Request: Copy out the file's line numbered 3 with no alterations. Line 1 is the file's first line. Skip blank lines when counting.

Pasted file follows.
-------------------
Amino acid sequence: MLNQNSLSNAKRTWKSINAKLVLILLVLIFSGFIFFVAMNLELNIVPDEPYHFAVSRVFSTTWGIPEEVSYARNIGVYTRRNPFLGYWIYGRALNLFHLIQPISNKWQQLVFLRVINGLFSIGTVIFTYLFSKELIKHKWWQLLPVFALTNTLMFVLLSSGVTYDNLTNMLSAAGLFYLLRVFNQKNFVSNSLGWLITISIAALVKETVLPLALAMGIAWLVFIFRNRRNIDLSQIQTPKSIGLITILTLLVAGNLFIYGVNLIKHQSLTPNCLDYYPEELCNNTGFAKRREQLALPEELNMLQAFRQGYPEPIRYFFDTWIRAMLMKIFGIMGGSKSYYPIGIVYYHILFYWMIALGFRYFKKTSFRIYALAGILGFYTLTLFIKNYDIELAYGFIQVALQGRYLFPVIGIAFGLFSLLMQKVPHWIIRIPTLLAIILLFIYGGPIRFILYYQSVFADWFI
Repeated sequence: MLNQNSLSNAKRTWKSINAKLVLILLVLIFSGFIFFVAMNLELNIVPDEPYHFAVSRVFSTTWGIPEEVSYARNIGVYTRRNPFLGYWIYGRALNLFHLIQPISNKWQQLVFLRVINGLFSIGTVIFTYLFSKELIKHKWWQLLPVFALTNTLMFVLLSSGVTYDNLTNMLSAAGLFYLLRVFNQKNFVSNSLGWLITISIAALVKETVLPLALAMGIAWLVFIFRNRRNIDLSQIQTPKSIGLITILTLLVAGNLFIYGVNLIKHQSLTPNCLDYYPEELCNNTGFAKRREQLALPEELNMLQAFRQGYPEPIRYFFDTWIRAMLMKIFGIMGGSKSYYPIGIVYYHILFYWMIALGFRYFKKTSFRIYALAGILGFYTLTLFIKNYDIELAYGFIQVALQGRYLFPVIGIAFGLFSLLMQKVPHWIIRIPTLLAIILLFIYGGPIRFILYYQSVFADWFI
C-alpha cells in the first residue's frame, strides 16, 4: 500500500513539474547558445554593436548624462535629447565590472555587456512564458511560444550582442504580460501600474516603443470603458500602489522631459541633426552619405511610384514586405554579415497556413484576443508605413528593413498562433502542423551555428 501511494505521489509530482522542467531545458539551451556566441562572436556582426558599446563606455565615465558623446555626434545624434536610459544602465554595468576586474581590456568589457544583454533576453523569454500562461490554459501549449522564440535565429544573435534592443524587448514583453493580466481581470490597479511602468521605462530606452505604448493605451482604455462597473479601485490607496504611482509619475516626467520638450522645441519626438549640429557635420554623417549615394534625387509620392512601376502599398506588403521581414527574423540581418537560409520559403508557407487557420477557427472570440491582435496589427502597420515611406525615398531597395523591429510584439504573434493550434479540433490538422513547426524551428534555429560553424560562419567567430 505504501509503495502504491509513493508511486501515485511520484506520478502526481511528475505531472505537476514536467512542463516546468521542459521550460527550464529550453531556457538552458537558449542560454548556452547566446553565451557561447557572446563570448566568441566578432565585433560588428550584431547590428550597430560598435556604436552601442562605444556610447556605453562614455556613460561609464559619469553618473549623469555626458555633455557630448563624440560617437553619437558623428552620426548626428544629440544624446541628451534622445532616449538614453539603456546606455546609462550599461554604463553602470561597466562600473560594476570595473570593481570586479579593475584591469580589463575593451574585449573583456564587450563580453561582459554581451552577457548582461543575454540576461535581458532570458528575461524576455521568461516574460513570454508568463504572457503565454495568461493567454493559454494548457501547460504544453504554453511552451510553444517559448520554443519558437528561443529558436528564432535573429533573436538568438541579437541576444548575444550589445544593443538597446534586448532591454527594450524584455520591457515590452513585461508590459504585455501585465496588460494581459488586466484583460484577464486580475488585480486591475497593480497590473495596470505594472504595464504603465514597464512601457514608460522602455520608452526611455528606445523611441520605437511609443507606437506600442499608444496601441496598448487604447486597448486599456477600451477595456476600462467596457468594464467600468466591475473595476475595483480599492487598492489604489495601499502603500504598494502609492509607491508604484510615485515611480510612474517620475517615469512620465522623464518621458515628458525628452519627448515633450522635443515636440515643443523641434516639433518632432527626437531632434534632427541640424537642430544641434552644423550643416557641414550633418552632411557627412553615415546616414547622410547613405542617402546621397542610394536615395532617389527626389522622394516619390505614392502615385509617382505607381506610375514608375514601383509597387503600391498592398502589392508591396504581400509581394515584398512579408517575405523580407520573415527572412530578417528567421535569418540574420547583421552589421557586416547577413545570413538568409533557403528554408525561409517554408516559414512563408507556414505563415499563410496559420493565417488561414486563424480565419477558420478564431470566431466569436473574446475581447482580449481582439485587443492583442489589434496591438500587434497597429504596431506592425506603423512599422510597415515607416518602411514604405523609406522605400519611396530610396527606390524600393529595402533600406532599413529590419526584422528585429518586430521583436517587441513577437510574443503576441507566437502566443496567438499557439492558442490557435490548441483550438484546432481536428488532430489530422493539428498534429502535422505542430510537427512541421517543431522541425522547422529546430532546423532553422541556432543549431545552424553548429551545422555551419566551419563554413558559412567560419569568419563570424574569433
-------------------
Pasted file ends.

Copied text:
C-alpha cells in the first residue's frame, strides 16, 4: 500500500513539474547558445554593436548624462535629447565590472555587456512564458511560444550582442504580460501600474516603443470603458500602489522631459541633426552619405511610384514586405554579415497556413484576443508605413528593413498562433502542423551555428 501511494505521489509530482522542467531545458539551451556566441562572436556582426558599446563606455565615465558623446555626434545624434536610459544602465554595468576586474581590456568589457544583454533576453523569454500562461490554459501549449522564440535565429544573435534592443524587448514583453493580466481581470490597479511602468521605462530606452505604448493605451482604455462597473479601485490607496504611482509619475516626467520638450522645441519626438549640429557635420554623417549615394534625387509620392512601376502599398506588403521581414527574423540581418537560409520559403508557407487557420477557427472570440491582435496589427502597420515611406525615398531597395523591429510584439504573434493550434479540433490538422513547426524551428534555429560553424560562419567567430 505504501509503495502504491509513493508511486501515485511520484506520478502526481511528475505531472505537476514536467512542463516546468521542459521550460527550464529550453531556457538552458537558449542560454548556452547566446553565451557561447557572446563570448566568441566578432565585433560588428550584431547590428550597430560598435556604436552601442562605444556610447556605453562614455556613460561609464559619469553618473549623469555626458555633455557630448563624440560617437553619437558623428552620426548626428544629440544624446541628451534622445532616449538614453539603456546606455546609462550599461554604463553602470561597466562600473560594476570595473570593481570586479579593475584591469580589463575593451574585449573583456564587450563580453561582459554581451552577457548582461543575454540576461535581458532570458528575461524576455521568461516574460513570454508568463504572457503565454495568461493567454493559454494548457501547460504544453504554453511552451510553444517559448520554443519558437528561443529558436528564432535573429533573436538568438541579437541576444548575444550589445544593443538597446534586448532591454527594450524584455520591457515590452513585461508590459504585455501585465496588460494581459488586466484583460484577464486580475488585480486591475497593480497590473495596470505594472504595464504603465514597464512601457514608460522602455520608452526611455528606445523611441520605437511609443507606437506600442499608444496601441496598448487604447486597448486599456477600451477595456476600462467596457468594464467600468466591475473595476475595483480599492487598492489604489495601499502603500504598494502609492509607491508604484510615485515611480510612474517620475517615469512620465522623464518621458515628458525628452519627448515633450522635443515636440515643443523641434516639433518632432527626437531632434534632427541640424537642430544641434552644423550643416557641414550633418552632411557627412553615415546616414547622410547613405542617402546621397542610394536615395532617389527626389522622394516619390505614392502615385509617382505607381506610375514608375514601383509597387503600391498592398502589392508591396504581400509581394515584398512579408517575405523580407520573415527572412530578417528567421535569418540574420547583421552589421557586416547577413545570413538568409533557403528554408525561409517554408516559414512563408507556414505563415499563410496559420493565417488561414486563424480565419477558420478564431470566431466569436473574446475581447482580449481582439485587443492583442489589434496591438500587434497597429504596431506592425506603423512599422510597415515607416518602411514604405523609406522605400519611396530610396527606390524600393529595402533600406532599413529590419526584422528585429518586430521583436517587441513577437510574443503576441507566437502566443496567438499557439492558442490557435490548441483550438484546432481536428488532430489530422493539428498534429502535422505542430510537427512541421517543431522541425522547422529546430532546423532553422541556432543549431545552424553548429551545422555551419566551419563554413558559412567560419569568419563570424574569433